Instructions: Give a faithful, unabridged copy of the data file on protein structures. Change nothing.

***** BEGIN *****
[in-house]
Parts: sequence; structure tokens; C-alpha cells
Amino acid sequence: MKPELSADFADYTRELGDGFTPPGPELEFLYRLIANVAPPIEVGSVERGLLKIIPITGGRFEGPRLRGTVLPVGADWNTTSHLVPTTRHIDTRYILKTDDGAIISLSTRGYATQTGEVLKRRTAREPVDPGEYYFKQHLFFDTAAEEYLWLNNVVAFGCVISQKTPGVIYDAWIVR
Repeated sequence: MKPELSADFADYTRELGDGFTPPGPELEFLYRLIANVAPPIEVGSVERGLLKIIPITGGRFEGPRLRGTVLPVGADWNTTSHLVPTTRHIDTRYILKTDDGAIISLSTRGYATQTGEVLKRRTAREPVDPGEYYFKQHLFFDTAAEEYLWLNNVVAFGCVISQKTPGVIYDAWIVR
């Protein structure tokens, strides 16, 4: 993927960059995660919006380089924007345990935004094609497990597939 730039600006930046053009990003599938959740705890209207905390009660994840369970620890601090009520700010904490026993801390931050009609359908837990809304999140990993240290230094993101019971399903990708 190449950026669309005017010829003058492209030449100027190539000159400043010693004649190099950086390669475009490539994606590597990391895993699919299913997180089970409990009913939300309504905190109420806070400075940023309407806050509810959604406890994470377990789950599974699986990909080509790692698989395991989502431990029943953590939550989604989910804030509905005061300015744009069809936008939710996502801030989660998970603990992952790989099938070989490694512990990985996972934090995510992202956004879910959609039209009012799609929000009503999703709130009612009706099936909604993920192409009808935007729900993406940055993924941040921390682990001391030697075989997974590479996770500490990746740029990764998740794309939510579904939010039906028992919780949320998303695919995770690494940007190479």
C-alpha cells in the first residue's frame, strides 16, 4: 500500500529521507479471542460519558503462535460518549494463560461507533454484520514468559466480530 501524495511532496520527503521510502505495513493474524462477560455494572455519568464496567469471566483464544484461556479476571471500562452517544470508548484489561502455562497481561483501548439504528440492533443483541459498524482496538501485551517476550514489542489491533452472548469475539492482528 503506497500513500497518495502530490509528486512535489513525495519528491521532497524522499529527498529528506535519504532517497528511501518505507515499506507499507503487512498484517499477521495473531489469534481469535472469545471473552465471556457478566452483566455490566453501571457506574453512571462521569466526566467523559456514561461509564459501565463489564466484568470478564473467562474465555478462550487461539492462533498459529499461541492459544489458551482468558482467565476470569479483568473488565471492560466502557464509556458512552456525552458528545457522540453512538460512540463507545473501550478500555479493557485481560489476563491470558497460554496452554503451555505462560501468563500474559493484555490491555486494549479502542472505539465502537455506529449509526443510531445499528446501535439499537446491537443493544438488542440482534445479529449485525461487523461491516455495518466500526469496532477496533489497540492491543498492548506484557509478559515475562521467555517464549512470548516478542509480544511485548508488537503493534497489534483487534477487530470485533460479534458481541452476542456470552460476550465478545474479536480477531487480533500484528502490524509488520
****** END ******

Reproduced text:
[in-house]
Parts: sequence; structure tokens; C-alpha cells
Amino acid sequence: MKPELSADFADYTRELGDGFTPPGPELEFLYRLIANVAPPIEVGSVERGLLKIIPITGGRFEGPRLRGTVLPVGADWNTTSHLVPTTRHIDTRYILKTDDGAIISLSTRGYATQTGEVLKRRTAREPVDPGEYYFKQHLFFDTAAEEYLWLNNVVAFGCVISQKTPGVIYDAWIVR
Repeated sequence: MKPELSADFADYTRELGDGFTPPGPELEFLYRLIANVAPPIEVGSVERGLLKIIPITGGRFEGPRLRGTVLPVGADWNTTSHLVPTTRHIDTRYILKTDDGAIISLSTRGYATQTGEVLKRRTAREPVDPGEYYFKQHLFFDTAAEEYLWLNNVVAFGCVISQKTPGVIYDAWIVR
């Protein structure tokens, strides 16, 4: 993927960059995660919006380089924007345990935004094609497990597939 730039600006930046053009990003599938959740705890209207905390009660994840369970620890601090009520700010904490026993801390931050009609359908837990809304999140990993240290230094993101019971399903990708 190449950026669309005017010829003058492209030449100027190539000159400043010693004649190099950086390669475009490539994606590597990391895993699919299913997180089970409990009913939300309504905190109420806070400075940023309407806050509810959604406890994470377990789950599974699986990909080509790692698989395991989502431990029943953590939550989604989910804030509905005061300015744009069809936008939710996502801030989660998970603990992952790989099938070989490694512990990985996972934090995510992202956004879910959609039209009012799609929000009503999703709130009612009706099936909604993920192409009808935007729900993406940055993924941040921390682990001391030697075989997974590479996770500490990746740029990764998740794309939510579904939010039906028992919780949320998303695919995770690494940007190479």
C-alpha cells in the first residue's frame, strides 16, 4: 500500500529521507479471542460519558503462535460518549494463560461507533454484520514468559466480530 501524495511532496520527503521510502505495513493474524462477560455494572455519568464496567469471566483464544484461556479476571471500562452517544470508548484489561502455562497481561483501548439504528440492533443483541459498524482496538501485551517476550514489542489491533452472548469475539492482528 503506497500513500497518495502530490509528486512535489513525495519528491521532497524522499529527498529528506535519504532517497528511501518505507515499506507499507503487512498484517499477521495473531489469534481469535472469545471473552465471556457478566452483566455490566453501571457506574453512571462521569466526566467523559456514561461509564459501565463489564466484568470478564473467562474465555478462550487461539492462533498459529499461541492459544489458551482468558482467565476470569479483568473488565471492560466502557464509556458512552456525552458528545457522540453512538460512540463507545473501550478500555479493557485481560489476563491470558497460554496452554503451555505462560501468563500474559493484555490491555486494549479502542472505539465502537455506529449509526443510531445499528446501535439499537446491537443493544438488542440482534445479529449485525461487523461491516455495518466500526469496532477496533489497540492491543498492548506484557509478559515475562521467555517464549512470548516478542509480544511485548508488537503493534497489534483487534477487530470485533460479534458481541452476542456470552460476550465478545474479536480477531487480533500484528502490524509488520